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Dutch appeals court upholds landmark climate case ruling

October 9, 2018
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Urgenda director Marjan Minnesma, center right, hugs members of her legal team after the court turned down an appeal of the Dutch government against a 2015 landmark ruling ordering the government to cut the country's greenhouse gas emissions by at least 25 percent by 2020 in a climate case that activists hope will set a worldwide precedent, in The Hague, Netherlands, Tuesday, Oct. 9, 2018. The case was brought to court by Urgenda, a sustainability organization on behalf of some 900 citizens, claiming that the the government has a duty of care to protect its citizens against looming dangers.(AP Photo/Peter Dejong)

THE HAGUE, Netherlands (AP) — A Dutch appeals court on Tuesday upheld a landmark ruling that ordered the government to cut greenhouse gas emissions by at least 25 percent by 2020 from benchmark 1990 levels.

The Netherlands, known for its historic reliance on windmills and ongoing use of bicycles, already is working to cut emissions, but the court said that the country needs to do more.

“Considering the great dangers that are likely to occur, more ambitious measures have to be taken in the short term to reduce greenhouse gas emissions in order to protect the life and family life of citizens in the Netherlands,” the court said in a statement.

The original June 2015 ruling came in a case brought by the environmental group Urgenda on behalf of 900 Dutch citizens. Similar cases are now underway in several countries around the world.

Cheers and applause rang out around the packed courtroom as Hague Appeals Court Presiding Judge Marie-Anne Tan-de Sonnaville rejected the government’s appeal.

The ruling came a day after the Nobel Prize-winning Intergovernmental Panel on Climate Change issued an urgent report saying that preventing even just an extra single degree of heat in Earth’s climate could make a life-or-death difference in the next few decades for multitudes of people and ecosystems.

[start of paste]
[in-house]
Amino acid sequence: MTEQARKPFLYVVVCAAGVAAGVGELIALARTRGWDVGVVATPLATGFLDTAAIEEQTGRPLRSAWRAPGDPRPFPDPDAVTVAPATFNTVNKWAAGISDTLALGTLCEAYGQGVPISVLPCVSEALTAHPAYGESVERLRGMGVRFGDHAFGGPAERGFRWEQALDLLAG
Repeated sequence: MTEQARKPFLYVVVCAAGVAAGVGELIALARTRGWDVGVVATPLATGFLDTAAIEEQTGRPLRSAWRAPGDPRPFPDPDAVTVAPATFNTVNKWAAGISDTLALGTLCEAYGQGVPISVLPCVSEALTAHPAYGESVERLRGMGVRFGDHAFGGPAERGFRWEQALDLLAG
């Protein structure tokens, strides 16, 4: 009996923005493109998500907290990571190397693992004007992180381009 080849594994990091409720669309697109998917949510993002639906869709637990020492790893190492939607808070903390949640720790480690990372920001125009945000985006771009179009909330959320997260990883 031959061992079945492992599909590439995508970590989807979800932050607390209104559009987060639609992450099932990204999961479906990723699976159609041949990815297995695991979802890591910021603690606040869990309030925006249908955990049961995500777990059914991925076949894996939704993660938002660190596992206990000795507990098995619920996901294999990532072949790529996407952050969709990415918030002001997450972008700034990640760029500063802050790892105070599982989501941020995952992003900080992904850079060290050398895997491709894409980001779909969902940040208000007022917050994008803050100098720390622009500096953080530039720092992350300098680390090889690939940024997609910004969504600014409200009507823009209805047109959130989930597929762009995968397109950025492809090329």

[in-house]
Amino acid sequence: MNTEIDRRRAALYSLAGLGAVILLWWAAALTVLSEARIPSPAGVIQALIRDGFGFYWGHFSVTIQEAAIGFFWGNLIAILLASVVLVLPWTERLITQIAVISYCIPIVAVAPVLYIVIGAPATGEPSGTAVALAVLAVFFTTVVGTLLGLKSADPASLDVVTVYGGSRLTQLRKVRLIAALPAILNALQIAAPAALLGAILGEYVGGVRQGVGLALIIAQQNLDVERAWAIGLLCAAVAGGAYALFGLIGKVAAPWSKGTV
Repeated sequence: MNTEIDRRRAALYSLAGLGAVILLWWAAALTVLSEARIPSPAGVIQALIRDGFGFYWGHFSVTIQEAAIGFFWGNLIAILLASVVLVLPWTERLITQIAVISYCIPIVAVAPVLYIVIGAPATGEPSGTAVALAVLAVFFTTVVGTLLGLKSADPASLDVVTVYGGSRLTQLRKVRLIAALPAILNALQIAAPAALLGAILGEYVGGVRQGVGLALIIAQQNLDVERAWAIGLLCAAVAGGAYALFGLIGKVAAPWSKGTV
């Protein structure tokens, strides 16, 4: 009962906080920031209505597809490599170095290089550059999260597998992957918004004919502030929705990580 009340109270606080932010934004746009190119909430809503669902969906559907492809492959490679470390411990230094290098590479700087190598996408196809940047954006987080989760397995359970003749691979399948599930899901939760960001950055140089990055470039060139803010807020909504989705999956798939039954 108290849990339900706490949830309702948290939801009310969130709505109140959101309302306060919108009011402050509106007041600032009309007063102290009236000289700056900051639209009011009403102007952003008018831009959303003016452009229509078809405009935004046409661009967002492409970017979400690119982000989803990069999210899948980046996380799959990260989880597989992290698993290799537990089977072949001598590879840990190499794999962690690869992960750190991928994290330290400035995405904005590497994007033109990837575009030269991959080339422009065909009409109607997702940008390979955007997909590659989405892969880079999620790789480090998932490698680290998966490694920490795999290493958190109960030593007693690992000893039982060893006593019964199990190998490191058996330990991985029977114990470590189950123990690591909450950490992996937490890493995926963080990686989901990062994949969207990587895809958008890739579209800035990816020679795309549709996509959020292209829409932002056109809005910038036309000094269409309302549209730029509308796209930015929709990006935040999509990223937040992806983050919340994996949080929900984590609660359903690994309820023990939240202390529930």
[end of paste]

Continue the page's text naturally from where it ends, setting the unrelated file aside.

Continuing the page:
Marjan Minnesma of Urgenda hailed the Dutch ruling as a significant victory that will boost similar legal initiatives elsewhere in the world.

“We won on every single point. And it was a very good explanation of the urgency of what is necessary and that states in industrial countries should do between a 25-40 percent CO2 reduction,” Minnesma said after the ruling.

She said the court “clearly said that climate change is a very urgent problem with enormous risks so the state should do at least the minimum.”

Since the original judgment, a new Dutch government has pledged to reduce emissions by 49 percent by 2030, but it has yet to nail down exactly how to reach that target and how to foot the bill. Urgenda argues that the government — and other countries — need to do more sooner than 2030 to prevent serious consequences of climate change.

Minnesma had a few suggestions for lawmakers, such as lowering the maximum speeds on some Dutch highways and shutting down coal-fired power stations.

The government announced earlier this year that it plans to shuttering two of the countries five coal-fired power plants by 2024 and the remaining three by 2030.

Greenpeace urged the government to move faster.

“This statement means that all coal-fired power stations in the Netherlands must be closed more quickly,” said Faiza Oulahsen, campaign leader for climate and energy with Greenpeace Netherlands.

The government appealed the original ruling, saying that it effectively meant a court was formulating government policy. But the court rejected that argument, saying that judges must uphold international treaties such as the European human rights convention to which the Netherlands is a party.

In a statement following Tuesday’s decision, the government said it would study the ruling “with an eye on possible further appeal,” but at the same time pledged to carry out the court’s order. It said a recent assessment suggested that the target of a 25 percent reduction of emissions by 2020 “is within reach.”

The U.N. panel on climate change said Earth’s weather, health and ecosystems would be in better shape if world leaders could somehow limit future human-caused global warming to just 0.9 degrees Fahrenheit (a half degree Celsius) from now, instead of the globally agreed-upon goal of 1.8 degrees F (1 degree C).

To limit warming to the lower temperature goal, the world needs “rapid and far-reaching” changes in energy systems, land use, city and industrial design, transportation and building use, the report said. Annual carbon dioxide pollution levels would have to drop by about half by 2030 and then be near zero by 2050.

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